A woman in New Hampshire has been arrested for redeeming Delta SkyBonus points. That’s their small business program, like American’s Business ExtrAA and United PerksPlus. She was the manager on her employer’s account, and used the points even after she was let go in 2013.
Tomaselli was a former executive assistant in charge of administering several accounts for the company, which included air and travel miles. Police said Tomaselli manipulated an account that managed Delta Airline miles accumulated by employees traveling on Brookstone business. She managed to gain access to miles being placed in a pool and used them herself. Police said Tomaselli used over 2,000,000 Skybonus Points to travel to several countries, including France, Italy and Greece.
Police say the value of the miles was more than $300,000.
She’s charged “with theft by unauthorized taking and computer related offenses.”
The defendant was her company’s travel manager and opened the account, earning points for tickets flown by her company’s employees. She said her manager knew about this and approved of it. The company claimed not to have even known about the account (although if that were true, and she didn’t use the points, they would have expired unused and the company didn’t actually lose anything through her redemptions).
Delta provided the federal prosecutor with the ‘value’ of the tickets she had redeemed, using insane full fare prices for tickets. After I provided a valuation analysis, they revised the claim down to the actual value of travel based on the fare classes that the SkyBonus awards booked into. I still contended this valuation was high because points are worth less than the retail value of travel — they expire, they can’t be used for anything other than travel like cash can, they can be devalued.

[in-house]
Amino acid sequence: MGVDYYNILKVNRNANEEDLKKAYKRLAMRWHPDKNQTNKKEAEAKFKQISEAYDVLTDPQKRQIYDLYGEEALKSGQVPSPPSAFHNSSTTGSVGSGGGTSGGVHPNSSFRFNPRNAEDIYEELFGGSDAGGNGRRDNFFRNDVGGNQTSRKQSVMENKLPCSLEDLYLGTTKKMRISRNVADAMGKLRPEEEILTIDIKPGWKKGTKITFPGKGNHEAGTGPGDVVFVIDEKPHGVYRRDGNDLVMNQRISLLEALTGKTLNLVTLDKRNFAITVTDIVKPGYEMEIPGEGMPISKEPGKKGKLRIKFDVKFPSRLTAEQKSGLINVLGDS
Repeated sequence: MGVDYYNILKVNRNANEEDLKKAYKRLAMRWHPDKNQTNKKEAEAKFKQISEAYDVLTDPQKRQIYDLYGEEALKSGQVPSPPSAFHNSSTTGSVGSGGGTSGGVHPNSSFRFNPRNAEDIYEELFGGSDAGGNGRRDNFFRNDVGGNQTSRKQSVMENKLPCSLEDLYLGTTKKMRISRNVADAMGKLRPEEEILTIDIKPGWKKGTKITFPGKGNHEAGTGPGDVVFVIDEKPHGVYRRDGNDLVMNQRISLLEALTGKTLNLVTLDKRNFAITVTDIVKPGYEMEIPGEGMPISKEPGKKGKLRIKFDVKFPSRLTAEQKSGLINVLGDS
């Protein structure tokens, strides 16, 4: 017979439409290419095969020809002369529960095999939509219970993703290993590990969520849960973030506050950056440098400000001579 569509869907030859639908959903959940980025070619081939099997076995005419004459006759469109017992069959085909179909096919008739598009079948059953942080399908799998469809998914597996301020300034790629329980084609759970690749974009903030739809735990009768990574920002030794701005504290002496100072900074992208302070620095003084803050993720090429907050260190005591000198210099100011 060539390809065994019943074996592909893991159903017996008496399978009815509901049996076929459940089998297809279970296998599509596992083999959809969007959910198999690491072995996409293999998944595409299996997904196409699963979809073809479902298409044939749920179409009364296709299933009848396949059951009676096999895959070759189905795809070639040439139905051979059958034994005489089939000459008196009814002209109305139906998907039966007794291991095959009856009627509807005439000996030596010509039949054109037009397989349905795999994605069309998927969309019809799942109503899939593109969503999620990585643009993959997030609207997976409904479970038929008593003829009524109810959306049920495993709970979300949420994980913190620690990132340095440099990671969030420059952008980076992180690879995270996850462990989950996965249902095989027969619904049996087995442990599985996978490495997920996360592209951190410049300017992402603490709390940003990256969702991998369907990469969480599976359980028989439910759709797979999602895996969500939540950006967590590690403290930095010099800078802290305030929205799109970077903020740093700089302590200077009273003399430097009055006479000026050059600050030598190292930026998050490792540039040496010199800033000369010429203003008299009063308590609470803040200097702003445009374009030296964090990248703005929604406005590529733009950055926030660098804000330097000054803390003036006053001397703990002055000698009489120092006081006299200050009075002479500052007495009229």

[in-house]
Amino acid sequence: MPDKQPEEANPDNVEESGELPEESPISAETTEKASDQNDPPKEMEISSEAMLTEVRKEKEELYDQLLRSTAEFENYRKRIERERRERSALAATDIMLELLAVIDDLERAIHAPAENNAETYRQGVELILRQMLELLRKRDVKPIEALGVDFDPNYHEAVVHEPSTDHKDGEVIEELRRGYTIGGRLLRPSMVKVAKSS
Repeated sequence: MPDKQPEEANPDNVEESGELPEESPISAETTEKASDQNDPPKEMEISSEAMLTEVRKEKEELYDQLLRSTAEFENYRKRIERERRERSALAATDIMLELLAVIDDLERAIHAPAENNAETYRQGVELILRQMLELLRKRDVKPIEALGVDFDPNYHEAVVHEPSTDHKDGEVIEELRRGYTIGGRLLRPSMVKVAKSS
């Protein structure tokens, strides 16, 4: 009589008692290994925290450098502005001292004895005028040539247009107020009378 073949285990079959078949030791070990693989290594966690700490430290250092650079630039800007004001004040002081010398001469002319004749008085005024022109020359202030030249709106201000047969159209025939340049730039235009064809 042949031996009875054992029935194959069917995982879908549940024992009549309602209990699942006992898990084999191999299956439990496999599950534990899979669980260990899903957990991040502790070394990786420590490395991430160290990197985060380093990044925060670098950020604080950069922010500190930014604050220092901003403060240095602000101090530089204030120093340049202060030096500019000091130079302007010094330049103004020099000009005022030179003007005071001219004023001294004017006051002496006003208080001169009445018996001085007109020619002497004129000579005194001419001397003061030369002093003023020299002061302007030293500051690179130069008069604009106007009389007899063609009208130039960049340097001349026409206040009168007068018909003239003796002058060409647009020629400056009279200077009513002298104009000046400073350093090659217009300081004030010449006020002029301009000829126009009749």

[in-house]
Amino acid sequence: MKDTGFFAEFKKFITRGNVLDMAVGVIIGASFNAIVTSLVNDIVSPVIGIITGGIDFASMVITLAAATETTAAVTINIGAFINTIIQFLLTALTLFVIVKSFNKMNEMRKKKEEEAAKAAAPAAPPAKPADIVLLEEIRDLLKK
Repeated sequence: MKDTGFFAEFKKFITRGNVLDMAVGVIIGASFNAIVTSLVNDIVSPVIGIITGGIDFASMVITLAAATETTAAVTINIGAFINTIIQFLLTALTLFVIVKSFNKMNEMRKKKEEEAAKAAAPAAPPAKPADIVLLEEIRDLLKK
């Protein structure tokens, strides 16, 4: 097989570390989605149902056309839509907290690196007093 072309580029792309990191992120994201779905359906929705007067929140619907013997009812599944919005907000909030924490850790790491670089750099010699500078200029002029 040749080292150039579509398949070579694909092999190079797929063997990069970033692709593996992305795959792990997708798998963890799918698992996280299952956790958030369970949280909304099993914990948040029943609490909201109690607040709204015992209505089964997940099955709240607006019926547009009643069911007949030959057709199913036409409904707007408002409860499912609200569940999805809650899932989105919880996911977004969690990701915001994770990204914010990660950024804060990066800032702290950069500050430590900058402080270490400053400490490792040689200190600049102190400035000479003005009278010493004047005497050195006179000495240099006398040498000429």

Ultimately the former employee settled, reimbursing the company for a fraction of the amount originally claimed. That seemed like a good outcome. This woman didn’t belong in prison.
Still you might think that because points do not have any value on a company’s books, they have no cost basis in the points, and the program claims the points belong to the airline and not the company, that a prosecutor wouldn’t pursue a case like this. The judge I was in front of certainly thought it shouldn’t have been in her court. But there’s risk when any arrangement can be portrayed — even intentionally out of context — as improper.
I share this story because I know there are readers out there who have opened small business accounts in the name of their employer, without their employer’s knowledge. They figure their employer wouldn’t have used such an account on their own, it’s a dormant opportunity. And they use the points themselves.
However there’s a risk that later on the employer could discover the account, and claim that the points should have been theirs and were improperly used. With enough connections to a prosecutor (maybe they’re a government contractor), they could get not just theft charges but even computer crimes — for ‘improperly accessing’ the small business account without authorization.